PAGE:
Never used a Cell provider in SA for over 4 years. Use RAIN data card and use a VOIP SERVICE #AXXESS – SAVED THOUSANDS!

Someone on Moneyweb said that Discovery plays the role of risk adjustor.

Above threshold benefit provides risk cover on the higher end plans. After my company allowed us to have fixed subsidy but choose our own plan I soon realised that cost of ATB was way too high for a family of 4 people.

Been said before. Discovery’s management is blind to reality (and so is this article as blogged above). We are talking about high flyers that actually think that people can afford R15K to R25K pm off their netted down salary after tax that they also get no benefit on. They are arrogant in a cutesy kind of way and is evident in things such as their head office and the rah rah optimistic PR letters they send out. This is all while declining claims and going after practitioners. Let’s NOT get fooled by PR as this will not change while they think they are right.

This is true Mr Jones.

I know someone at Discovery who was working there while Discovery Bank was going to market….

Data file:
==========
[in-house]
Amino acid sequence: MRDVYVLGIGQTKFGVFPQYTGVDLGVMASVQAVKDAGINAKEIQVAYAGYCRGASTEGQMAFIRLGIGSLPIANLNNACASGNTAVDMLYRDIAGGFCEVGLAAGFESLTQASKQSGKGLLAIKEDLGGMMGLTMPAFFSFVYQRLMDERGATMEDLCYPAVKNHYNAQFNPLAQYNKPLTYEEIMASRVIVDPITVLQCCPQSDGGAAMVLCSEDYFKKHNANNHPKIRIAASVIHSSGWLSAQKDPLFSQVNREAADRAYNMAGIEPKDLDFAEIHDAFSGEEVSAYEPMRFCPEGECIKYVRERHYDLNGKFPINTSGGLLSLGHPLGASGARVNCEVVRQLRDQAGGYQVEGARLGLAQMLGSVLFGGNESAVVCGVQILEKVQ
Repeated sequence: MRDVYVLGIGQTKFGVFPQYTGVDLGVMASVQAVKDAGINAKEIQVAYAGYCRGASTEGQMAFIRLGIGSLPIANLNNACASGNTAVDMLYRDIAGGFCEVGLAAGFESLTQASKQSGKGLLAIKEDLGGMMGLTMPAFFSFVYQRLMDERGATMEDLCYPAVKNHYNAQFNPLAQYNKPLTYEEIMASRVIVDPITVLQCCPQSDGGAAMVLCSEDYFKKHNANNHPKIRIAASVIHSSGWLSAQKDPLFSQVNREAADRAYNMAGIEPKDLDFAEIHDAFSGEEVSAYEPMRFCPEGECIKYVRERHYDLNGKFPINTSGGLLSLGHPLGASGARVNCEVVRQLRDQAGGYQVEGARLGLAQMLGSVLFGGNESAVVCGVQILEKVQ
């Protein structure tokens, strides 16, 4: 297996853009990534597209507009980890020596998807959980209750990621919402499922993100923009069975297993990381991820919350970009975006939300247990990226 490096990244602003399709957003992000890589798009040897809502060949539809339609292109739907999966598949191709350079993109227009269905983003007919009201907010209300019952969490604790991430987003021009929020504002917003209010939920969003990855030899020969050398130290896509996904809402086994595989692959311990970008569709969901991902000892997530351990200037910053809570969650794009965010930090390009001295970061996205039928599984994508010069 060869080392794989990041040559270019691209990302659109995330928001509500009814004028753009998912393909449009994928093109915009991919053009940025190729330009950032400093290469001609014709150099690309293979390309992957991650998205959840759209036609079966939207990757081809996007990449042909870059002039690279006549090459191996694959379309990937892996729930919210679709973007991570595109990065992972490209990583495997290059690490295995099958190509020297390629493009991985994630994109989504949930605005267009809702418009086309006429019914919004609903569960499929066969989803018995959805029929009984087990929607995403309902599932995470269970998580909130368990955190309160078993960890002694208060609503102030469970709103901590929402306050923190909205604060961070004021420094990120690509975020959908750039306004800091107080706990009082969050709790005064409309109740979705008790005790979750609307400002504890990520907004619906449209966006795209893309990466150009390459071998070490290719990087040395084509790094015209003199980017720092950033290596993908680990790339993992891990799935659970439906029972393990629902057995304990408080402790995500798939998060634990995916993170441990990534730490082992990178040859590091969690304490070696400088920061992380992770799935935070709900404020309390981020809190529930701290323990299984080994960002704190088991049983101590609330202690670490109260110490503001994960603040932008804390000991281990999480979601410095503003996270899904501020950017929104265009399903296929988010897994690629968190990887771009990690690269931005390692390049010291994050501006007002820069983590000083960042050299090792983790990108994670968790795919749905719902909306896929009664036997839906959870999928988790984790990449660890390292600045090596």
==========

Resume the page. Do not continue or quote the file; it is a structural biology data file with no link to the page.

The person said and mentioned Adrian Gores name blatantly… These guys dont see price…. they believe people will pay for their product…

I hope they see their share price this morning…

TO note: I gave up my discovery medical air… ages ago…I do trade their stock that pays for my medical aid at other companies!

People who don”t need the “de luxe” options shouldn’t be on them! Surely it doesn’t need a pandemic for them to realise that.

Correct, politically correct reporting. Think they meant that people would really want “top deluxe cover” in a pandemic to cover them if they end up sick and therefore are more willing to pay more even if they are healthy and don’t normally require the deluxe version.

The article should read “Discovery’s Greed and Disconnect with their members results in an ever increasing numbers of members not being able to afford their premium cover”.

Medical professionals do not work with CPI increases of 5.2%

Medical aid inflation is not the same as the normal CPI inflation.

What do you expect to buy with a cheap Rand when importing Medical equipment and medicines?

People have no choice, we earn less money today rand for rand than the boomers in the 90s. Discovery as a “non-profit” needs to make more money every year to give to Adrian Gore and his cabal yet salaries have stagnated for decades. Sooner or later the corporates will have to start paying people properly again so we can have actaul consumers in our economy and not just people in debt

Im sure 30 to 50% of their pricing is brand related.

I really dont see the point of having medical aid … except when in hospital…

the rest of the time im paying through my teeth

No dental benefit… no fertility benefit…. local doctors charge 400% mark up which medical aid does not cover